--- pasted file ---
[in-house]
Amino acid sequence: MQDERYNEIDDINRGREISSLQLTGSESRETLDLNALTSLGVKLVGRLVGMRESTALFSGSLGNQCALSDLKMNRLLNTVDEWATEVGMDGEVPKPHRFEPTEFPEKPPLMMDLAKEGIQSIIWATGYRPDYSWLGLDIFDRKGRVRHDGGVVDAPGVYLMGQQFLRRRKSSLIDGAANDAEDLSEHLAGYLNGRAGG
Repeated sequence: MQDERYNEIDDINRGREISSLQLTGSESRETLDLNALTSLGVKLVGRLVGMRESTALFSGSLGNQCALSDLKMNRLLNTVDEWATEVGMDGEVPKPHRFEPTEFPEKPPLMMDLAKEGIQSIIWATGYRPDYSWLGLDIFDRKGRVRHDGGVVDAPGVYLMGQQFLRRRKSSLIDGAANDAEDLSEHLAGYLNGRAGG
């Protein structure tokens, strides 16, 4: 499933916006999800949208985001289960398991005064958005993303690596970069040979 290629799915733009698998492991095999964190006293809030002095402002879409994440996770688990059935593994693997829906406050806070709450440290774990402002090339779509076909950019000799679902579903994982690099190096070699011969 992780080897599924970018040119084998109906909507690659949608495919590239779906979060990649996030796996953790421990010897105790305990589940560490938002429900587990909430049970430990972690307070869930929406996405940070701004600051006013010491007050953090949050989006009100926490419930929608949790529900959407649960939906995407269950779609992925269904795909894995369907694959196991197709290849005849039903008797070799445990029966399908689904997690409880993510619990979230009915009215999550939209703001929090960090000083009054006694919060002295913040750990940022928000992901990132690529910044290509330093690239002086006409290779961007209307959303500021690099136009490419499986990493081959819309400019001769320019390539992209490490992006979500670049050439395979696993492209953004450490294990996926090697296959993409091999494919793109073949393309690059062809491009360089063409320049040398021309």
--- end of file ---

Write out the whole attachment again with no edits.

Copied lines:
[in-house]
Amino acid sequence: MQDERYNEIDDINRGREISSLQLTGSESRETLDLNALTSLGVKLVGRLVGMRESTALFSGSLGNQCALSDLKMNRLLNTVDEWATEVGMDGEVPKPHRFEPTEFPEKPPLMMDLAKEGIQSIIWATGYRPDYSWLGLDIFDRKGRVRHDGGVVDAPGVYLMGQQFLRRRKSSLIDGAANDAEDLSEHLAGYLNGRAGG
Repeated sequence: MQDERYNEIDDINRGREISSLQLTGSESRETLDLNALTSLGVKLVGRLVGMRESTALFSGSLGNQCALSDLKMNRLLNTVDEWATEVGMDGEVPKPHRFEPTEFPEKPPLMMDLAKEGIQSIIWATGYRPDYSWLGLDIFDRKGRVRHDGGVVDAPGVYLMGQQFLRRRKSSLIDGAANDAEDLSEHLAGYLNGRAGG
């Protein structure tokens, strides 16, 4: 499933916006999800949208985001289960398991005064958005993303690596970069040979 290629799915733009698998492991095999964190006293809030002095402002879409994440996770688990059935593994693997829906406050806070709450440290774990402002090339779509076909950019000799679902579903994982690099190096070699011969 992780080897599924970018040119084998109906909507690659949608495919590239779906979060990649996030796996953790421990010897105790305990589940560490938002429900587990909430049970430990972690307070869930929406996405940070701004600051006013010491007050953090949050989006009100926490419930929608949790529900959407649960939906995407269950779609992925269904795909894995369907694959196991197709290849005849039903008797070799445990029966399908689904997690409880993510619990979230009915009215999550939209703001929090960090000083009054006694919060002295913040750990940022928000992901990132690529910044290509330093690239002086006409290779961007209307959303500021690099136009490419499986990493081959819309400019001769320019390539992209490490992006979500670049050439395979696993492209953004450490294990996926090697296959993409091999494919793109073949393309690059062809491009360089063409320049040398021309």